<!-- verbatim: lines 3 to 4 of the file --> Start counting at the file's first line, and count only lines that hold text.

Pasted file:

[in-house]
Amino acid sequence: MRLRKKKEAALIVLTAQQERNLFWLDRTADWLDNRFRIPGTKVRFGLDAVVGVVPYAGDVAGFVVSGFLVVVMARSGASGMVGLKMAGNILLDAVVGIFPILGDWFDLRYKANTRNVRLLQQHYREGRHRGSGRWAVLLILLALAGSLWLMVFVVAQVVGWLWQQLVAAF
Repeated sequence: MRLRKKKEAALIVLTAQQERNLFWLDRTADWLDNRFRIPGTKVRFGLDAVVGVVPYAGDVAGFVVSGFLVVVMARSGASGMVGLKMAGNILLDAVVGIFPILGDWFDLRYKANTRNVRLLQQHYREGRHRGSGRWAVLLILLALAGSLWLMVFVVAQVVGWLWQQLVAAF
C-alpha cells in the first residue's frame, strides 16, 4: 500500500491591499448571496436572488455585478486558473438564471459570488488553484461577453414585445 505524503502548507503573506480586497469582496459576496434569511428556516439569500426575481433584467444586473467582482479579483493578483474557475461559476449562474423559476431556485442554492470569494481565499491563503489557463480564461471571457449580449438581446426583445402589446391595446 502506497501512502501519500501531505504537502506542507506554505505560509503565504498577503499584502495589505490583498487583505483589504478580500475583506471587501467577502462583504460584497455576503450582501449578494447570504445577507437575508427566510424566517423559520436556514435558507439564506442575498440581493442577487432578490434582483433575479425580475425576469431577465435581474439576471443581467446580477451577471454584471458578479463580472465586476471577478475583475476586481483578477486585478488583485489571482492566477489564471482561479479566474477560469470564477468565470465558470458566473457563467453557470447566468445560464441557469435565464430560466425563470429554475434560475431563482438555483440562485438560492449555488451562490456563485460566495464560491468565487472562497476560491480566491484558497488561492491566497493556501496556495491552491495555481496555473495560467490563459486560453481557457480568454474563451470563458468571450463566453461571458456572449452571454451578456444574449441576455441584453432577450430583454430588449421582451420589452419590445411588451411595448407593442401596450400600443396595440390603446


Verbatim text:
Repeated sequence: MRLRKKKEAALIVLTAQQERNLFWLDRTADWLDNRFRIPGTKVRFGLDAVVGVVPYAGDVAGFVVSGFLVVVMARSGASGMVGLKMAGNILLDAVVGIFPILGDWFDLRYKANTRNVRLLQQHYREGRHRGSGRWAVLLILLALAGSLWLMVFVVAQVVGWLWQQLVAAF
C-alpha cells in the first residue's frame, strides 16, 4: 500500500491591499448571496436572488455585478486558473438564471459570488488553484461577453414585445 505524503502548507503573506480586497469582496459576496434569511428556516439569500426575481433584467444586473467582482479579483493578483474557475461559476449562474423559476431556485442554492470569494481565499491563503489557463480564461471571457449580449438581446426583445402589446391595446 502506497501512502501519500501531505504537502506542507506554505505560509503565504498577503499584502495589505490583498487583505483589504478580500475583506471587501467577502462583504460584497455576503450582501449578494447570504445577507437575508427566510424566517423559520436556514435558507439564506442575498440581493442577487432578490434582483433575479425580475425576469431577465435581474439576471443581467446580477451577471454584471458578479463580472465586476471577478475583475476586481483578477486585478488583485489571482492566477489564471482561479479566474477560469470564477468565470465558470458566473457563467453557470447566468445560464441557469435565464430560466425563470429554475434560475431563482438555483440562485438560492449555488451562490456563485460566495464560491468565487472562497476560491480566491484558497488561492491566497493556501496556495491552491495555481496555473495560467490563459486560453481557457480568454474563451470563458468571450463566453461571458456572449452571454451578456444574449441576455441584453432577450430583454430588449421582451420589452419590445411588451411595448407593442401596450400600443396595440390603446